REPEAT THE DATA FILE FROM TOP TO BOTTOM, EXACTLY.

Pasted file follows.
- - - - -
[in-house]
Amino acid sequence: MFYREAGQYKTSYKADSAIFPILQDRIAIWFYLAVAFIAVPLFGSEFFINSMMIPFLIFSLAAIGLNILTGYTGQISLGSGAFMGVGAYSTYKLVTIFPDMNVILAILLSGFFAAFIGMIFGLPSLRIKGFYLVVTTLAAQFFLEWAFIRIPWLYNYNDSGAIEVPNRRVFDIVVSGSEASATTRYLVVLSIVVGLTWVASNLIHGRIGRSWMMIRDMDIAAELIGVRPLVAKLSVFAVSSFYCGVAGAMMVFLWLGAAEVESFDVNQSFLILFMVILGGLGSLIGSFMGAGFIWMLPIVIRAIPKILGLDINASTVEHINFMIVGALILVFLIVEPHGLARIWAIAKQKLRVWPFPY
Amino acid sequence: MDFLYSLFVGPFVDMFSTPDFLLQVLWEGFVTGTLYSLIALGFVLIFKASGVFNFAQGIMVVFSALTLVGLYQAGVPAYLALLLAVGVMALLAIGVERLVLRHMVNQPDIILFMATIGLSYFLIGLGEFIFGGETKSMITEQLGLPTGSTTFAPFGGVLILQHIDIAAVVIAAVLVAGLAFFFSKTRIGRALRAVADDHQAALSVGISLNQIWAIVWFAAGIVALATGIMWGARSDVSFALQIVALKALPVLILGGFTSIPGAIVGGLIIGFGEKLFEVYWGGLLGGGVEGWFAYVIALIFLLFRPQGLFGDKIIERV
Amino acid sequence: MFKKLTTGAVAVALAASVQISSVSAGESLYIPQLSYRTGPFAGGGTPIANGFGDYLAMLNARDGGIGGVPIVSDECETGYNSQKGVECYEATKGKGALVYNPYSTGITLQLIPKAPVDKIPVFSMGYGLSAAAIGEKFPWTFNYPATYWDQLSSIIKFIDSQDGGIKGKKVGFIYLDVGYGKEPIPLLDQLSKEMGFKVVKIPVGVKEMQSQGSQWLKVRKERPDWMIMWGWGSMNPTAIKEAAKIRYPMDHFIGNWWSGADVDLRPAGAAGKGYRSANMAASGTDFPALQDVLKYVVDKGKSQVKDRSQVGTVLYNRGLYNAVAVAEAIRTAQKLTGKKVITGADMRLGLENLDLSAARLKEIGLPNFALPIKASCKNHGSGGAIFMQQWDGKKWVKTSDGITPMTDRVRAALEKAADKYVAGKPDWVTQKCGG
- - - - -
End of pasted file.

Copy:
[in-house]
Amino acid sequence: MFYREAGQYKTSYKADSAIFPILQDRIAIWFYLAVAFIAVPLFGSEFFINSMMIPFLIFSLAAIGLNILTGYTGQISLGSGAFMGVGAYSTYKLVTIFPDMNVILAILLSGFFAAFIGMIFGLPSLRIKGFYLVVTTLAAQFFLEWAFIRIPWLYNYNDSGAIEVPNRRVFDIVVSGSEASATTRYLVVLSIVVGLTWVASNLIHGRIGRSWMMIRDMDIAAELIGVRPLVAKLSVFAVSSFYCGVAGAMMVFLWLGAAEVESFDVNQSFLILFMVILGGLGSLIGSFMGAGFIWMLPIVIRAIPKILGLDINASTVEHINFMIVGALILVFLIVEPHGLARIWAIAKQKLRVWPFPY
Amino acid sequence: MDFLYSLFVGPFVDMFSTPDFLLQVLWEGFVTGTLYSLIALGFVLIFKASGVFNFAQGIMVVFSALTLVGLYQAGVPAYLALLLAVGVMALLAIGVERLVLRHMVNQPDIILFMATIGLSYFLIGLGEFIFGGETKSMITEQLGLPTGSTTFAPFGGVLILQHIDIAAVVIAAVLVAGLAFFFSKTRIGRALRAVADDHQAALSVGISLNQIWAIVWFAAGIVALATGIMWGARSDVSFALQIVALKALPVLILGGFTSIPGAIVGGLIIGFGEKLFEVYWGGLLGGGVEGWFAYVIALIFLLFRPQGLFGDKIIERV
Amino acid sequence: MFKKLTTGAVAVALAASVQISSVSAGESLYIPQLSYRTGPFAGGGTPIANGFGDYLAMLNARDGGIGGVPIVSDECETGYNSQKGVECYEATKGKGALVYNPYSTGITLQLIPKAPVDKIPVFSMGYGLSAAAIGEKFPWTFNYPATYWDQLSSIIKFIDSQDGGIKGKKVGFIYLDVGYGKEPIPLLDQLSKEMGFKVVKIPVGVKEMQSQGSQWLKVRKERPDWMIMWGWGSMNPTAIKEAAKIRYPMDHFIGNWWSGADVDLRPAGAAGKGYRSANMAASGTDFPALQDVLKYVVDKGKSQVKDRSQVGTVLYNRGLYNAVAVAEAIRTAQKLTGKKVITGADMRLGLENLDLSAARLKEIGLPNFALPIKASCKNHGSGGAIFMQQWDGKKWVKTSDGITPMTDRVRAALEKAADKYVAGKPDWVTQKCGG